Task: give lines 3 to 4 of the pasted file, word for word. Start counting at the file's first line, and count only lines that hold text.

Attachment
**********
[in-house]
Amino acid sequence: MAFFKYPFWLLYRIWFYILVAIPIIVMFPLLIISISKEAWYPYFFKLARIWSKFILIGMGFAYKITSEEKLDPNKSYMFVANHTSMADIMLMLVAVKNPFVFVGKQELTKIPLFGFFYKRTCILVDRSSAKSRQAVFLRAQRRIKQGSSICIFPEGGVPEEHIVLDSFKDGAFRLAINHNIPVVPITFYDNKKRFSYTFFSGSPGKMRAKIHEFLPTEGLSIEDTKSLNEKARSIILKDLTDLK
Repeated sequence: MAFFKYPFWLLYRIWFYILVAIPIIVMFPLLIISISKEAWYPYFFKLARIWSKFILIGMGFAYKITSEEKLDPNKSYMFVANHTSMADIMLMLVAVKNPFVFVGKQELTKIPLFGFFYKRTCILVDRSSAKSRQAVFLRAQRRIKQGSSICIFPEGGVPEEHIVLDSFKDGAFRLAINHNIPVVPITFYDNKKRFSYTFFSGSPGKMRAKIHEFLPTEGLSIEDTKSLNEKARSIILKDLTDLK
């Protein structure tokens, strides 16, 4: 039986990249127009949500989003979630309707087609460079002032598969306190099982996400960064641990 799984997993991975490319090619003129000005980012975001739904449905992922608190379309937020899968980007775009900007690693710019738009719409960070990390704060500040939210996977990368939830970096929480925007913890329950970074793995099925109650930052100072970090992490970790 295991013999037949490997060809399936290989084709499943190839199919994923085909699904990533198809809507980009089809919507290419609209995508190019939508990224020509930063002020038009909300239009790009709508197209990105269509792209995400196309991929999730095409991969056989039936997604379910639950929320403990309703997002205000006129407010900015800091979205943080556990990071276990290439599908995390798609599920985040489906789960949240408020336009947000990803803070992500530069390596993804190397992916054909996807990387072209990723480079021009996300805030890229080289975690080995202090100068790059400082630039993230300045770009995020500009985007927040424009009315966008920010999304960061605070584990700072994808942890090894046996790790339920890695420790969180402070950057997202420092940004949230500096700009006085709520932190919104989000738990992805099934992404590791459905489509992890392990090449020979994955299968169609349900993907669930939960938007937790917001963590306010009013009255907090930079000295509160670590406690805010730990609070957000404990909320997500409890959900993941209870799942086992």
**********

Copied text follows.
Repeated sequence: MAFFKYPFWLLYRIWFYILVAIPIIVMFPLLIISISKEAWYPYFFKLARIWSKFILIGMGFAYKITSEEKLDPNKSYMFVANHTSMADIMLMLVAVKNPFVFVGKQELTKIPLFGFFYKRTCILVDRSSAKSRQAVFLRAQRRIKQGSSICIFPEGGVPEEHIVLDSFKDGAFRLAINHNIPVVPITFYDNKKRFSYTFFSGSPGKMRAKIHEFLPTEGLSIEDTKSLNEKARSIILKDLTDLK
């Protein structure tokens, strides 16, 4: 039986990249127009949500989003979630309707087609460079002032598969306190099982996400960064641990 799984997993991975490319090619003129000005980012975001739904449905992922608190379309937020899968980007775009900007690693710019738009719409960070990390704060500040939210996977990368939830970096929480925007913890329950970074793995099925109650930052100072970090992490970790 295991013999037949490997060809399936290989084709499943190839199919994923085909699904990533198809809507980009089809919507290419609209995508190019939508990224020509930063002020038009909300239009790009709508197209990105269509792209995400196309991929999730095409991969056989039936997604379910639950929320403990309703997002205000006129407010900015800091979205943080556990990071276990290439599908995390798609599920985040489906789960949240408020336009947000990803803070992500530069390596993804190397992916054909996807990387072209990723480079021009996300805030890229080289975690080995202090100068790059400082630039993230300045770009995020500009985007927040424009009315966008920010999304960061605070584990700072994808942890090894046996790790339920890695420790969180402070950057997202420092940004949230500096700009006085709520932190919104989000738990992805099934992404590791459905489509992890392990090449020979994955299968169609349900993907669930939960938007937790917001963590306010009013009255907090930079000295509160670590406690805010730990609070957000404990909320997500409890959900993941209870799942086992």